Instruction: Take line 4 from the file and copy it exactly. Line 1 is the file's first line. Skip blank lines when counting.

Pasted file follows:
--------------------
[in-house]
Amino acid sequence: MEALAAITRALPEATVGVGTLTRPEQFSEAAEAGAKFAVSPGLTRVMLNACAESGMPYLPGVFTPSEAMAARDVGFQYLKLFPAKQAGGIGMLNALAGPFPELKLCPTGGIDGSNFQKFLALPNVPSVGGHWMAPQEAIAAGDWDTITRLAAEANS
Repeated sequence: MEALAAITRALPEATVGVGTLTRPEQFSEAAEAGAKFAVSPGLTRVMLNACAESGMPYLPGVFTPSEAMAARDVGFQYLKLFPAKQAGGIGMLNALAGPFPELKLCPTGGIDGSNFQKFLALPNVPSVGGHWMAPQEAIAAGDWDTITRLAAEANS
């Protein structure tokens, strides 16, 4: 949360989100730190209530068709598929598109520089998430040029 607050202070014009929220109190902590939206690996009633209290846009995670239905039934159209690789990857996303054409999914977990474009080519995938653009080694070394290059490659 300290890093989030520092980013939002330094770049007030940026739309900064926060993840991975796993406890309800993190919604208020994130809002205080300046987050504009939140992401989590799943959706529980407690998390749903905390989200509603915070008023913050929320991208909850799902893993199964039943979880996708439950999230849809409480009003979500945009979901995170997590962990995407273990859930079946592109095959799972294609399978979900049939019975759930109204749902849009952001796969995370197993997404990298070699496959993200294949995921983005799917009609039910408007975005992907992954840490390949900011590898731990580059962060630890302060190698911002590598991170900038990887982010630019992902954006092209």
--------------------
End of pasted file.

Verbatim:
């Protein structure tokens, strides 16, 4: 949360989100730190209530068709598929598109520089998430040029 607050202070014009929220109190902590939206690996009633209290846009995670239905039934159209690789990857996303054409999914977990474009080519995938653009080694070394290059490659 300290890093989030520092980013939002330094770049007030940026739309900064926060993840991975796993406890309800993190919604208020994130809002205080300046987050504009939140992401989590799943959706529980407690998390749903905390989200509603915070008023913050929320991208909850799902893993199964039943979880996708439950999230849809409480009003979500945009979901995170997590962990995407273990859930079946592109095959799972294609399978979900049939019975759930109204749902849009952001796969995370197993997404990298070699496959993200294949995921983005799917009609039910408007975005992907992954840490390949900011590898731990580059962060630890302060190698911002590598991170900038990887982010630019992902954006092209």